“Do White People Get Stressed Talking About Race?”

Students discuss engaging in racial conversations

Tatyana Sharpe, Editor-in-Chief

“It’s never been brought up. I was raised to not talk about race…well, at least not in a negative way,” said Oxnard High School sophomore Chandler Johnson.

Often times the topic of race, or ethnicity, may be discussed in many conversations. According to the Buzzfeed segment, “Do White People Get Stressed Talking About Race?”, a White individual may feel uncomfortable discussing racial subjects with people of color.  

The stress level of the White people getting tested was high when thoughts were exchanged on racial topics between those of color, and low when they discussed the same topic with other White people.

“If I’m around a group where everyone else is not white, it’s not like I feel excluded…It’s just a different environment,” said Johnson.

One of the tested individuals named Josh said, “When the topic of race comes up it’s not something that I have a pretty loud voice in,” he said, “I don’t feel like I have the experience to be a voice in that conversation.”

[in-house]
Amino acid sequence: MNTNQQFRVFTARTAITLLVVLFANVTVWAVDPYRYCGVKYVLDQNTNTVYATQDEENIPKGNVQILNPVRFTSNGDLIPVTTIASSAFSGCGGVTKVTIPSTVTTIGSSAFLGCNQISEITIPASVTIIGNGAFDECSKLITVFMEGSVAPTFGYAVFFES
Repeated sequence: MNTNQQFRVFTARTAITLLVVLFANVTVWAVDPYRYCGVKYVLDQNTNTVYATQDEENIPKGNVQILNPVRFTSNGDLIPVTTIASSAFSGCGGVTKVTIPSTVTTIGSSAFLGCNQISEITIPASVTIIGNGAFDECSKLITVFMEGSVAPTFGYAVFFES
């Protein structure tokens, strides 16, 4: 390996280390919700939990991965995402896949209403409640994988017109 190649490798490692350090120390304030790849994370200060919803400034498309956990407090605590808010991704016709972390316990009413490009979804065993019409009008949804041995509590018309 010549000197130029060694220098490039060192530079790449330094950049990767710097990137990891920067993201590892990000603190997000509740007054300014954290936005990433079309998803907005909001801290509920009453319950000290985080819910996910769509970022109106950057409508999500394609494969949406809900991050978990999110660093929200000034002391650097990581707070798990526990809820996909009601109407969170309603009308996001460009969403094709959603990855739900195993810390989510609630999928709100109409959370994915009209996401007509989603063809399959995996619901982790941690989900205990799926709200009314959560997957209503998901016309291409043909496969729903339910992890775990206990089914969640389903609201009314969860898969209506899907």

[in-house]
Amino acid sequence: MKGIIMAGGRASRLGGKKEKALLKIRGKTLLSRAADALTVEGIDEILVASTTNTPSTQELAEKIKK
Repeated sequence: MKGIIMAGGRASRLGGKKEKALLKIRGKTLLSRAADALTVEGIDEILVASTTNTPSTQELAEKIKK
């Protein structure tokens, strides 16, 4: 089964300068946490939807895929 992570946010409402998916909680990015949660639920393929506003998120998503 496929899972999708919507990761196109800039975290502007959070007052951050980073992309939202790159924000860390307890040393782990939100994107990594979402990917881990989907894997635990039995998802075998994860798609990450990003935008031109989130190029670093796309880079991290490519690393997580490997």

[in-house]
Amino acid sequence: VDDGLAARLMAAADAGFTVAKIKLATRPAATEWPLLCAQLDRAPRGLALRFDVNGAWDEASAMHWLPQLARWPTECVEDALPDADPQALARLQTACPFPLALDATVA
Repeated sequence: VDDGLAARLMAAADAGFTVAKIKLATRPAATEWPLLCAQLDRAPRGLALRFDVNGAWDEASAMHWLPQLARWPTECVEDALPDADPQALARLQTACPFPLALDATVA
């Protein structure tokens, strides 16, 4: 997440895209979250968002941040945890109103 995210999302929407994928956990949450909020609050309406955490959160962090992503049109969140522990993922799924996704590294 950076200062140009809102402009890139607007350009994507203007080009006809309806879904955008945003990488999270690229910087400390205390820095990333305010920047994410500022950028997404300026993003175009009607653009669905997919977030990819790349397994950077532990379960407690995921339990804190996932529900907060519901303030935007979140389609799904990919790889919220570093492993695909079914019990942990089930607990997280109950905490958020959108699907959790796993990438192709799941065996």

Likewise, OHS freshman Chase Kapphahn believes that White people, including himself, should listen rather than speak in the conversation.

However, one may feel the need to voice their opinion when the topic of race is being deliberated among a group.

OHS freshman Chloe Pebbles said, “I think I should talk more because I like to talk to other people about why they shouldn’t be racist.”

In like manner, Lindsay from the Buzzfeed segment said, “the fact that it’s hard to talk about it shows that we need to get really comfortable talking about race,” she said, “that’s a conversation we need to be having.”

Whether or not a White person decides to engage in racial discussions, it is equally important to listen as well as voicing an opinion on race.